In a recent study examining the effects of hyperventilation on nitrous oxide-induced increase in Vmca in cerebral hemispheres with and without tumors, nitrous oxide produced comparable changes in both the hemispheres (62 ± 14 to 74 ± 17 cm.s-1 on the healthy side and 72 ± 18 to 86 ± 16 cm.s-1 on the tumor side).[11] To our knowledge, the current study is the first to examine the relative changes in cerebral blood flow velocities between the healthy and tumor sides under inhalational anesthesia. The results suggest that the cerebral blood vessels react by vasodilation on both sides and there is no significant difference in the reactivity of the cerebral blood vessels between the two hemispheres as indicated by comparable changes in Vmca, PI and RI on both sides.
In conclusion, in patients with frontotemporal gliomas, halothane anesthesia produced a similar increase in MCA cerebral blood flow velocity in the normal cerebral hemisphere and the hemisphere with tumor. Future studies with varying concentrations of inhalational agents and more direct techniques of measurement of cerebral blood flow are required to examine the regional differences in vascular reactivity to inhalational anesthetics and their implications in the management of patients undergoing surgery for intracranial tumors. 

  »   References Top

1.Doberstein C, Martin NA Cerebral blood flow in clinical neurosurgery In: Youmans Neurological Surgery, 4th edn. Philadelphia: WB Saunders; 1996. Vol 1. pp. 519-69.  Back to cited text no. 1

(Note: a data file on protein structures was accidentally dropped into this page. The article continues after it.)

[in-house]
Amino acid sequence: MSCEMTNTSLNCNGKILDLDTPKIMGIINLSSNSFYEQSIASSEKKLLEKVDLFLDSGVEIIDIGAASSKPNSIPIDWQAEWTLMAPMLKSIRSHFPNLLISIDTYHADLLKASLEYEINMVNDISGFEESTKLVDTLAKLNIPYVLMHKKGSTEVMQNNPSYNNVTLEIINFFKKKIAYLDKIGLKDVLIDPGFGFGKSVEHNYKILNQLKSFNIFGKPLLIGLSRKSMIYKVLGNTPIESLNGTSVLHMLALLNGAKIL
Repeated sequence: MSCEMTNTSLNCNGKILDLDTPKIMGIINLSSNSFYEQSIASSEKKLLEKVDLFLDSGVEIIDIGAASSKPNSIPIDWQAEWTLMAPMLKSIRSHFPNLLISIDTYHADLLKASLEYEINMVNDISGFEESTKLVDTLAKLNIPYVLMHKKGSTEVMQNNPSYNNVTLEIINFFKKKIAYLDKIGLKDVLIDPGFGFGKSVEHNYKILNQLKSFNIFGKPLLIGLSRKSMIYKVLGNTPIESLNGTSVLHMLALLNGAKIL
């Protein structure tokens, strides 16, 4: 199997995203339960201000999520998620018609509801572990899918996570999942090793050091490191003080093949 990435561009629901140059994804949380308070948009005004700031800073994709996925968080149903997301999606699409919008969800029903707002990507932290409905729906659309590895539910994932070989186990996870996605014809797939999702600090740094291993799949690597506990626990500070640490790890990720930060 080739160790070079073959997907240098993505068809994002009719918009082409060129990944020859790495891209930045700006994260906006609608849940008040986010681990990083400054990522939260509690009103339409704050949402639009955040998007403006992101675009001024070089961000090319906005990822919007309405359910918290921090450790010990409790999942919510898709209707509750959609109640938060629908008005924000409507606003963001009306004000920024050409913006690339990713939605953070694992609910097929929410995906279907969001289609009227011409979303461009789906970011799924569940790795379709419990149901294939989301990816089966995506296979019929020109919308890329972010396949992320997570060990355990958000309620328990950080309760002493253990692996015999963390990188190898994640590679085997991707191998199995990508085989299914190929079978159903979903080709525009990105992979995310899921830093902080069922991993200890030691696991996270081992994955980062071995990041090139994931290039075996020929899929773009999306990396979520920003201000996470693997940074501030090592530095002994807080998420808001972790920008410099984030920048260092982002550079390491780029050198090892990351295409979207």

2.Aaslid R, Markwalder TM, Nornes H. Noninvasive transcranial Doppler ultrasound recording of flow velocity in basal cerebral arteries. J Neurosurg 1982;57:769-74.  Back to cited text no. 2    
3.Arbit E, DiResta GR, Bedford RE, Shah NK, Galicich JH. Intraoperative measurement of cerebral and tumour blood flow with laser-Doppler flowmetry. Neurosurgery 1989;24:166-70.   Back to cited text no. 3    
4.Lammertsma AA, Wise RJS, Jones T. In vivo measurements of regional cerebral blood flow and blood volume in patients with brain tumours using positron-emission tomography. Acta Neurochir 1983;69:5-13.  Back to cited text no. 4    
5.Palvolgyi R. Regional cerebral blood flow in patients with intracranial tumours. J Neurosurg 1969;31:149-63.  Back to cited text no. 5    
6.Thiel A, Zickmann B, Zimmermann R, Hempelmann G. Transcranial Doppler sonography: effects of halothane, enflurane and isoflurane on blood flow velocity in the middle cerebral artery. Br J Anaesth 1992;68:388-93.   Back to cited text no. 6